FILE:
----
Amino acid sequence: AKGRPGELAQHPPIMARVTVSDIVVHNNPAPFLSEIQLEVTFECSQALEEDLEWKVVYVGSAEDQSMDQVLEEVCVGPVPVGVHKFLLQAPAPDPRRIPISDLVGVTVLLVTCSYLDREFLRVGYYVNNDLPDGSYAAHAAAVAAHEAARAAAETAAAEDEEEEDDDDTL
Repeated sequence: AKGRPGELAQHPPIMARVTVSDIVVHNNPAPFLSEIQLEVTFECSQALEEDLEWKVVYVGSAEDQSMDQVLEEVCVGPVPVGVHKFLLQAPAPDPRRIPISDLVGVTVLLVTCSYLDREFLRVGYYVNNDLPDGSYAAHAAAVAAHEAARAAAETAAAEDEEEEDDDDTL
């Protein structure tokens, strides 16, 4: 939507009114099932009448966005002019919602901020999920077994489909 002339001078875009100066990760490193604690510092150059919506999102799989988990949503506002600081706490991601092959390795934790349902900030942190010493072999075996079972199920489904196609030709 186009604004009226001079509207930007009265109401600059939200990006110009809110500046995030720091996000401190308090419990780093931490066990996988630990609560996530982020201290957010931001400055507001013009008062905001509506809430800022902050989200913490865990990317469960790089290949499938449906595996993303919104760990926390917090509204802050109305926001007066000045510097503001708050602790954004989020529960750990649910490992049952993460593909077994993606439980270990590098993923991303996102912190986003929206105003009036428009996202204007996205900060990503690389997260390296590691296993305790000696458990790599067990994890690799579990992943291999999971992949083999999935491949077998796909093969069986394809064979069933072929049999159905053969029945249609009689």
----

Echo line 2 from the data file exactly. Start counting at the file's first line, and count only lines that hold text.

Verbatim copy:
Repeated sequence: AKGRPGELAQHPPIMARVTVSDIVVHNNPAPFLSEIQLEVTFECSQALEEDLEWKVVYVGSAEDQSMDQVLEEVCVGPVPVGVHKFLLQAPAPDPRRIPISDLVGVTVLLVTCSYLDREFLRVGYYVNNDLPDGSYAAHAAAVAAHEAARAAAETAAAEDEEEEDDDDTL